Moishe House expands efforts to engage more young Jewish adults

Moishe House provides opportunities for collaboration and learning to empower their residents and devise new strategies for building a global community of young adult Jewish leaders.

By JERUSALEM POST STAFF
November 7, 2018 06:25
2 minute read.
Moishe House expands efforts to engage more young Jewish adults

Young Jews from around the world gather in London for the Moishe House Internatty Conference 2018. (photo credit: Courtesy)

 
X

Dear Reader,
As you can imagine, more people are reading The Jerusalem Post than ever before. Nevertheless, traditional business models are no longer sustainable and high-quality publications, like ours, are being forced to look for new ways to keep going. Unlike many other news organizations, we have not put up a paywall. We want to keep our journalism open and accessible and be able to keep providing you with news and analyses from the frontlines of Israel, the Middle East and the Jewish World.

As one of our loyal readers, we ask you to be our partner.

For $5 a month you will receive access to the following:

  • A user experience almost completely free of ads
  • Access to our Premium Section
  • Content from the award-winning Jerusalem Report and our monthly magazine to learn Hebrew - Ivrit
  • A brand new ePaper featuring the daily newspaper as it appears in print in Israel

Help us grow and continue telling Israel’s story to the world.

Thank you,

Ronit Hasin-Hochman, CEO, Jerusalem Post Group
Yaakov Katz, Editor-in-Chief

UPGRADE YOUR JPOST EXPERIENCE FOR 5$ PER MONTH Show me later

Seeking to build its global community of post-collegeage Jews and attract a wider spectrum of Jewish young adults, Moishe House is bringing together and empowering its millennial Jewish leaders to strategize new ways to expand and redefine their community.

Moishe House recently convened three intensive conferences of some 300 community builders from more than 20 countries, and, for the first time, is planning a fourth gathering of over 30 Moishe House residents and alumni from across Latin America in Buenos Aires in November.

Be the first to know - Join our Facebook page.


Moishe House provides opportunities for collaboration and learning to empower their residents and devise new strategies for building a global community of young adult Jewish leaders.

With two conferences last month, Moishe House residents and Moishe House Without Walls (MHWOW) hosts came together for a North American training conference dubbed “Natty Con” in Ortonville, Michigan, and an international training conference called “Internatty Con” in London to discuss issues like exploring individual leadership, new approaches to teamwork and building sustainable communities.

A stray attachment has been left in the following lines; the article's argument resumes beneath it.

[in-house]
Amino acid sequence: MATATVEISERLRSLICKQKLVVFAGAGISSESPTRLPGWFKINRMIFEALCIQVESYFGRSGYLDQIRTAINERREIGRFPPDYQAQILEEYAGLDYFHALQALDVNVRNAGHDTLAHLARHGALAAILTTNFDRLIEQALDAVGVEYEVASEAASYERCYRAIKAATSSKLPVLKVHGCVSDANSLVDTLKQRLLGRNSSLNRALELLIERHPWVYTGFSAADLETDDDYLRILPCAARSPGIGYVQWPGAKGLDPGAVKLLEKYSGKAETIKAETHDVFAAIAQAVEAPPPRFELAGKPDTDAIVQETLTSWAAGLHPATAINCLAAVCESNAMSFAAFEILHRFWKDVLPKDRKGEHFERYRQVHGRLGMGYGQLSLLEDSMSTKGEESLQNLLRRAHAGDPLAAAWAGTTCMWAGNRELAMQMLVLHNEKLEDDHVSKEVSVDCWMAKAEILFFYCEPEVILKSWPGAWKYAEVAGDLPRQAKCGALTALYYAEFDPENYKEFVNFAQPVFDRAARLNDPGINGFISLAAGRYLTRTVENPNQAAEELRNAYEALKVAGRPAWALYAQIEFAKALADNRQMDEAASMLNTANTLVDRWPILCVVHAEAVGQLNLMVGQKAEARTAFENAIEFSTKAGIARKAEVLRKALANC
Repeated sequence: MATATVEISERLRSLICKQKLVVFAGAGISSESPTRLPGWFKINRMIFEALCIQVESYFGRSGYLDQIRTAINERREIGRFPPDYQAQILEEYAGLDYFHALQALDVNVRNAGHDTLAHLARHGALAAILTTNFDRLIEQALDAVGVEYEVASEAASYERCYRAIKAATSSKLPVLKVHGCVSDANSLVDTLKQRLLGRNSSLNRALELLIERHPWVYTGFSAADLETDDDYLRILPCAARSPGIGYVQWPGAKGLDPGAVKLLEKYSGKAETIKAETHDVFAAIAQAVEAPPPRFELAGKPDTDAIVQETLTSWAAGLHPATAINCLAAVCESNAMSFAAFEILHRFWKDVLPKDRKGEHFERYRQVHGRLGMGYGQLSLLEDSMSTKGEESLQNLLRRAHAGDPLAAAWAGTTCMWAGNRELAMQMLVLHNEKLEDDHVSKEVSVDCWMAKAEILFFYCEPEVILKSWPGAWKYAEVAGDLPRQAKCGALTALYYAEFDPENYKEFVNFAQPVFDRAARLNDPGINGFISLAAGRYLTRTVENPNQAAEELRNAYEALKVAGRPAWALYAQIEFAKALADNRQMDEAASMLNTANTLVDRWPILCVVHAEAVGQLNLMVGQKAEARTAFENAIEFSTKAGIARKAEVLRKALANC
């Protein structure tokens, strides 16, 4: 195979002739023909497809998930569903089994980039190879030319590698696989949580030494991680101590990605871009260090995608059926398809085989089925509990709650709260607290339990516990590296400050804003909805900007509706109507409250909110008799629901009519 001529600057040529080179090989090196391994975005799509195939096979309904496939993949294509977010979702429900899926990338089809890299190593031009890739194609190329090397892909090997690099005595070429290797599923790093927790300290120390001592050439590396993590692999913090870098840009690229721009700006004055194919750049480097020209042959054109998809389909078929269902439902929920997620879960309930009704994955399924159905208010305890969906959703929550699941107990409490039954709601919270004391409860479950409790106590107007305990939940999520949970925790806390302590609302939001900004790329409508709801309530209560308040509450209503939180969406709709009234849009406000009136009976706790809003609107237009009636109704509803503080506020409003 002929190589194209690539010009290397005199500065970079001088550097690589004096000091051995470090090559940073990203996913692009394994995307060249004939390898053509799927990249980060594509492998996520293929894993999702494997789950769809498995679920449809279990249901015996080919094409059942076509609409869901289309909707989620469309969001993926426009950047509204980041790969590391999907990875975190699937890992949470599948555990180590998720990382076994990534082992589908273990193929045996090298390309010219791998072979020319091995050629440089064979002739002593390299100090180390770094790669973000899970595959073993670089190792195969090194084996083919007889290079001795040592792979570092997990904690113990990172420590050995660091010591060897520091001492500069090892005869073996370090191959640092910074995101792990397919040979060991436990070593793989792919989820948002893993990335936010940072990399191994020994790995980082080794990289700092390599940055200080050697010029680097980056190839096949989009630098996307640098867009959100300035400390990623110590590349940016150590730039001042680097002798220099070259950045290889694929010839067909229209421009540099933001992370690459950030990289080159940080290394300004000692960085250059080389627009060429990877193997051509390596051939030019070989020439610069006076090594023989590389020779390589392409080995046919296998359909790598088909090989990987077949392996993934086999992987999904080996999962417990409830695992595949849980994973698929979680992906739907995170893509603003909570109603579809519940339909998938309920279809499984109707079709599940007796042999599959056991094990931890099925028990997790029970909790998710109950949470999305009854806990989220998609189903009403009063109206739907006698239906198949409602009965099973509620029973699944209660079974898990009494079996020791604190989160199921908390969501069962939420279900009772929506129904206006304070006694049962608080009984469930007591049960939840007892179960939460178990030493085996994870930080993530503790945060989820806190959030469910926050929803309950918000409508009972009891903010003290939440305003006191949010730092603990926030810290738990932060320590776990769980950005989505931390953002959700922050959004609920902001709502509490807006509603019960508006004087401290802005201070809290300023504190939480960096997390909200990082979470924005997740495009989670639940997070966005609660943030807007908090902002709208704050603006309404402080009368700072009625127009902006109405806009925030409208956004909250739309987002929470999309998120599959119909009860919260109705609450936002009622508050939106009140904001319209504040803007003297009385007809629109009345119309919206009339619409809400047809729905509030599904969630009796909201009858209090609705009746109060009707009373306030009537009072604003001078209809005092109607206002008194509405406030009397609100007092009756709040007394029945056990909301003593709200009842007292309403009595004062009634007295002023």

Moishe House Chief Global Officer Alejandro Okret said, “Internatty Con is the time of the year when we bring together Moishe House residents living in our global communities so they can celebrate all the work they do throughout the year. This is an opportunity for them to learn and to strengthen their leadership skills, as they’ll be bringing them back to their communities.”

Internatty Con 2018 was made possible with the support of Genesis Philanthropy Group (GPG), which also funds Moishe House communities in London and around the world. “Moishe House provides a unique opportunity for young adults to engage with their Jewish identity in a relevant, accessible and inclusive way. Its strength lies in its adaptability to local specificities and circumstances around the world, while at the same time creating a global community. This is especially apparent at Internatty Con 2018, which GPG is proud to support, along with Moishe Houses in London and around the world,” GPG Director of Strategy and Operations Marina Yudborovsky, said.

Each year more than 1,500 Moishe House community builders in over 27 countries across six continents – from Brazil to Sweden to China – create their own Jewish programs for Jewish young adults ages 22-32.

JPOST VIDEOS THAT MIGHT INTEREST YOU:


What began as an impromptu Shabbat dinner in an Oakland, California, apartment in 2006, Moishe House has more than doubled in the number of houses since 2010, and now hosts over 10,000 programs engaging over 60,000 unique participants each year.

Join Jerusalem Post Premium Plus now for just $5 and upgrade your experience with an ads-free website and exclusive content. Click here>>

Related Content

ORLY PORTAL’s ‘The Rite of Spring of Farid El-Atrache.’
November 19, 2018
Israel Museum’s Dance: Dancing in the dark

By ORI J. LENKINSKI